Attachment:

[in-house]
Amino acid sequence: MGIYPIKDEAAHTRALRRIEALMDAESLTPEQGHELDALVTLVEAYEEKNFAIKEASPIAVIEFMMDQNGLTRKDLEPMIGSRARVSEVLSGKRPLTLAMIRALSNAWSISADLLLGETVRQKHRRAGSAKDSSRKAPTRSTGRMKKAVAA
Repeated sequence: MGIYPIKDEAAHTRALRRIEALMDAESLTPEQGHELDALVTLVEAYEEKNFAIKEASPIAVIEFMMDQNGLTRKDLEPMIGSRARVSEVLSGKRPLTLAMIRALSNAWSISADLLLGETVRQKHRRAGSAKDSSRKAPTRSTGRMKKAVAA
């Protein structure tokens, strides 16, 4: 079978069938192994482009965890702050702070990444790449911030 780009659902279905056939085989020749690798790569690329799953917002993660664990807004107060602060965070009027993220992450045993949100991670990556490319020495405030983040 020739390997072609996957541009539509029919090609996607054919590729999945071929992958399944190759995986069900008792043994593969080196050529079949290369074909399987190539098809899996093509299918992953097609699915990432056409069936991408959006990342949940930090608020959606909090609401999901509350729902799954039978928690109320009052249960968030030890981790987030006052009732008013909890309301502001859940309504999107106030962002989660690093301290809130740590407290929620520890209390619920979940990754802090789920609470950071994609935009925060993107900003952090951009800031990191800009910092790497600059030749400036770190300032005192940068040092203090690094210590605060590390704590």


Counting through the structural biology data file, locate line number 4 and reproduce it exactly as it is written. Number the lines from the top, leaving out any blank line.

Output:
């Protein structure tokens, strides 16, 4: 079978069938192994482009965890702050702070990444790449911030 780009659902279905056939085989020749690798790569690329799953917002993660664990807004107060602060965070009027993220992450045993949100991670990556490319020495405030983040 020739390997072609996957541009539509029919090609996607054919590729999945071929992958399944190759995986069900008792043994593969080196050529079949290369074909399987190539098809899996093509299918992953097609699915990432056409069936991408959006990342949940930090608020959606909090609401999901509350729902799954039978928690109320009052249960968030030890981790987030006052009732008013909890309301502001859940309504999107106030962002989660690093301290809130740590407290929620520890209390619920979940990754802090789920609470950071994609935009925060993107900003952090951009800031990191800009910092790497600059030749400036770190300032005192940068040092203090690094210590605060590390704590």